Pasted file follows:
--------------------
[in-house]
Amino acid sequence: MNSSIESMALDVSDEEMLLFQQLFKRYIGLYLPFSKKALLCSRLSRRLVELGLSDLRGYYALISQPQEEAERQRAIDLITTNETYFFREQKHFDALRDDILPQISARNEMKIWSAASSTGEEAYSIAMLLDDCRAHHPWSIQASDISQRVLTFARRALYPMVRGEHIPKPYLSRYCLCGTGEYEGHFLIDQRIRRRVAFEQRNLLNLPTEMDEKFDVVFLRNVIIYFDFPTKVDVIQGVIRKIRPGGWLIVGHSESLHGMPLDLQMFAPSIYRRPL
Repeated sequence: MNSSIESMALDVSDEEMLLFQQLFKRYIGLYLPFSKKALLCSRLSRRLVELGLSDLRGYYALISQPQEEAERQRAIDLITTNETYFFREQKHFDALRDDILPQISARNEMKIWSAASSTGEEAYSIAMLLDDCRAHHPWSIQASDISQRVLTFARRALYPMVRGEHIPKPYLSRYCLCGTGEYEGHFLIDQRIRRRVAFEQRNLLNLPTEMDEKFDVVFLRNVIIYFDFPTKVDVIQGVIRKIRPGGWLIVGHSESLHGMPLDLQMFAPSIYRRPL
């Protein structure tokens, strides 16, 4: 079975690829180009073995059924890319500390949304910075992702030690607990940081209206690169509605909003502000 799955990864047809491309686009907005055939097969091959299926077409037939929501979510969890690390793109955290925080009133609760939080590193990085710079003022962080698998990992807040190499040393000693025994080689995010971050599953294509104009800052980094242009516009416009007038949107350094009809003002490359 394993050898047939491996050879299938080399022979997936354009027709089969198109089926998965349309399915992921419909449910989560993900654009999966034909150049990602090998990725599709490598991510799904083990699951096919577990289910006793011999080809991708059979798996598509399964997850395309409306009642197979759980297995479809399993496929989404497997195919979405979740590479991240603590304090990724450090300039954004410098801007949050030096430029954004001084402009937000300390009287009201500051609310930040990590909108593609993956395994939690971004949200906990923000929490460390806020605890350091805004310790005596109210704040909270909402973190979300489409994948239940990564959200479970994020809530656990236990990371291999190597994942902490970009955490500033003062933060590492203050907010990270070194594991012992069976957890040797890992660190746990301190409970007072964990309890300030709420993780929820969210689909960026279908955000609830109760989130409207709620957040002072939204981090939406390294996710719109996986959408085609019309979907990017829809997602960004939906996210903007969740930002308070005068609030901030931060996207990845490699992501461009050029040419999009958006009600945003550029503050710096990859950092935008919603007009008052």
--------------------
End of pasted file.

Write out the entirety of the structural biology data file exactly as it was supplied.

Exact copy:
[in-house]
Amino acid sequence: MNSSIESMALDVSDEEMLLFQQLFKRYIGLYLPFSKKALLCSRLSRRLVELGLSDLRGYYALISQPQEEAERQRAIDLITTNETYFFREQKHFDALRDDILPQISARNEMKIWSAASSTGEEAYSIAMLLDDCRAHHPWSIQASDISQRVLTFARRALYPMVRGEHIPKPYLSRYCLCGTGEYEGHFLIDQRIRRRVAFEQRNLLNLPTEMDEKFDVVFLRNVIIYFDFPTKVDVIQGVIRKIRPGGWLIVGHSESLHGMPLDLQMFAPSIYRRPL
Repeated sequence: MNSSIESMALDVSDEEMLLFQQLFKRYIGLYLPFSKKALLCSRLSRRLVELGLSDLRGYYALISQPQEEAERQRAIDLITTNETYFFREQKHFDALRDDILPQISARNEMKIWSAASSTGEEAYSIAMLLDDCRAHHPWSIQASDISQRVLTFARRALYPMVRGEHIPKPYLSRYCLCGTGEYEGHFLIDQRIRRRVAFEQRNLLNLPTEMDEKFDVVFLRNVIIYFDFPTKVDVIQGVIRKIRPGGWLIVGHSESLHGMPLDLQMFAPSIYRRPL
């Protein structure tokens, strides 16, 4: 079975690829180009073995059924890319500390949304910075992702030690607990940081209206690169509605909003502000 799955990864047809491309686009907005055939097969091959299926077409037939929501979510969890690390793109955290925080009133609760939080590193990085710079003022962080698998990992807040190499040393000693025994080689995010971050599953294509104009800052980094242009516009416009007038949107350094009809003002490359 394993050898047939491996050879299938080399022979997936354009027709089969198109089926998965349309399915992921419909449910989560993900654009999966034909150049990602090998990725599709490598991510799904083990699951096919577990289910006793011999080809991708059979798996598509399964997850395309409306009642197979759980297995479809399993496929989404497997195919979405979740590479991240603590304090990724450090300039954004410098801007949050030096430029954004001084402009937000300390009287009201500051609310930040990590909108593609993956395994939690971004949200906990923000929490460390806020605890350091805004310790005596109210704040909270909402973190979300489409994948239940990564959200479970994020809530656990236990990371291999190597994942902490970009955490500033003062933060590492203050907010990270070194594991012992069976957890040797890992660190746990301190409970007072964990309890300030709420993780929820969210689909960026279908955000609830109760989130409207709620957040002072939204981090939406390294996710719109996986959408085609019309979907990017829809997602960004939906996210903007969740930002308070005068609030901030931060996207990845490699992501461009050029040419999009958006009600945003550029503050710096990859950092935008919603007009008052």